Toyota’s first-generation Prius plug-in was a bit of a dud. First launched for 2013, it was much pricier than a standard Prius but by the time production ended, the price had been slashed to within $2000 of the regular model. But even the price drop didn’t solve its biggest problem: a relatively low electric-only range of about 11 miles—that is, if you could keep the gas engine from firing up. Which you probably couldn’t, because it came on early and often. After all, what’s the point of a plug-in car if not to drive using energy siphoned from the power grid rather than a gas pump?
We’ve previously reported that for the next-generation Prius plug-in, likely due about a year after the redesigned 2016 Prius launches later this year, Toyota would likely increase the electric-driving range to at least 20 miles—possibly 30 if you believe a recent report in AutoNet from Taiwan. Now, a new piece in the Green Car Journal says the car’s range could be as high as 35 miles, a huge jump that would allow the Prius plug-in to travel farther on electrons than any other plug-in hybrid except the 2016 Chevrolet Volt, which is said to be able to go 50 miles in electric mode.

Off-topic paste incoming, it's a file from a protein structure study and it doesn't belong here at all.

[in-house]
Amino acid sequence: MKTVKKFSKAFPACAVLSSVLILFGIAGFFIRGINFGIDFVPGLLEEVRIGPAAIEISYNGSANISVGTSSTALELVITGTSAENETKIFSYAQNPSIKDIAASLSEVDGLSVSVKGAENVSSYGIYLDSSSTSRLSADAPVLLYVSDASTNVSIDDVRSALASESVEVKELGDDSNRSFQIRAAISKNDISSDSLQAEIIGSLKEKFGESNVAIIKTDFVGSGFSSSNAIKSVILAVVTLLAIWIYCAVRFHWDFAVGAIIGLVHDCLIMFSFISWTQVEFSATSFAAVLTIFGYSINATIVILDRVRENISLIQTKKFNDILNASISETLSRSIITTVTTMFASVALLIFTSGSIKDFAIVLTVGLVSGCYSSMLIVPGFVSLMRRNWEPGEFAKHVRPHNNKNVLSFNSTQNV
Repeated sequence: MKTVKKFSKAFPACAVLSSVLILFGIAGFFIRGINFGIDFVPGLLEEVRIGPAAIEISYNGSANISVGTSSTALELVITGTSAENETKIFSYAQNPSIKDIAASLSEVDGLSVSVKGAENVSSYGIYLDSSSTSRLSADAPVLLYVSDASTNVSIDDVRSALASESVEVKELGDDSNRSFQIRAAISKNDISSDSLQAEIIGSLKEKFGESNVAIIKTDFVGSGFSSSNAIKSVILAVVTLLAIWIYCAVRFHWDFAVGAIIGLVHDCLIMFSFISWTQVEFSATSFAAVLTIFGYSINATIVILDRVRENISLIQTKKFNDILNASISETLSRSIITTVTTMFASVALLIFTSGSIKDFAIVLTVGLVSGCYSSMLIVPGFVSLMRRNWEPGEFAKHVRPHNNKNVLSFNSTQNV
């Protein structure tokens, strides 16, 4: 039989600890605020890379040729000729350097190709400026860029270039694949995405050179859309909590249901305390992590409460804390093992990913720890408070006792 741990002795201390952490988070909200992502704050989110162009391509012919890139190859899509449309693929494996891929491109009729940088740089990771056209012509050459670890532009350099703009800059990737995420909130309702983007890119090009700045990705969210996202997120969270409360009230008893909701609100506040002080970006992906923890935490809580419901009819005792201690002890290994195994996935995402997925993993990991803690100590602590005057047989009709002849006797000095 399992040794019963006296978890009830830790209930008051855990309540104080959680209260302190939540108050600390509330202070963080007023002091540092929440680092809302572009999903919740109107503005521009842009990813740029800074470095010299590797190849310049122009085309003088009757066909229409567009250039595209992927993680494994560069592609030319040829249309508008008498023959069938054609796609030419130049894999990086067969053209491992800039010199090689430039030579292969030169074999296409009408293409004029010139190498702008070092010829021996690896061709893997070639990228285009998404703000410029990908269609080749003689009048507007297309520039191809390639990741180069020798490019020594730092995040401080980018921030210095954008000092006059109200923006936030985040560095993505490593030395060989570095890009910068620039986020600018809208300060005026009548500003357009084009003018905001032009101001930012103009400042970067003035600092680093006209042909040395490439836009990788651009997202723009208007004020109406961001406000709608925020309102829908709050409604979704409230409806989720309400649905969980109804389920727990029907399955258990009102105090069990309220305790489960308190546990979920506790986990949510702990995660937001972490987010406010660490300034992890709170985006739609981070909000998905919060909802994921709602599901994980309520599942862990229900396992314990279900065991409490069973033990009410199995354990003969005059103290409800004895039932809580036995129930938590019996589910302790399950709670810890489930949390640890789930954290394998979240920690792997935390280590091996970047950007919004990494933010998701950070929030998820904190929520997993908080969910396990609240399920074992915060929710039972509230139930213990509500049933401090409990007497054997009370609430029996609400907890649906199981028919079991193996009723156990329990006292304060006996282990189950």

2016 Toyota Prius (spy photo)
The story’s author, John Voelker, takes great pains to qualify his use of an anonymous source for this information, and we in turn will have to take his word that his source is indeed trustworthy. For what it’s worth, our own intelligence (hey, we have anonymous sources, too) has suggested that the Prius plug-in’s range would be closer to 20 miles than 30. Either way, it appears that the Prius plug-in’s electric range is going up. Possibly way up.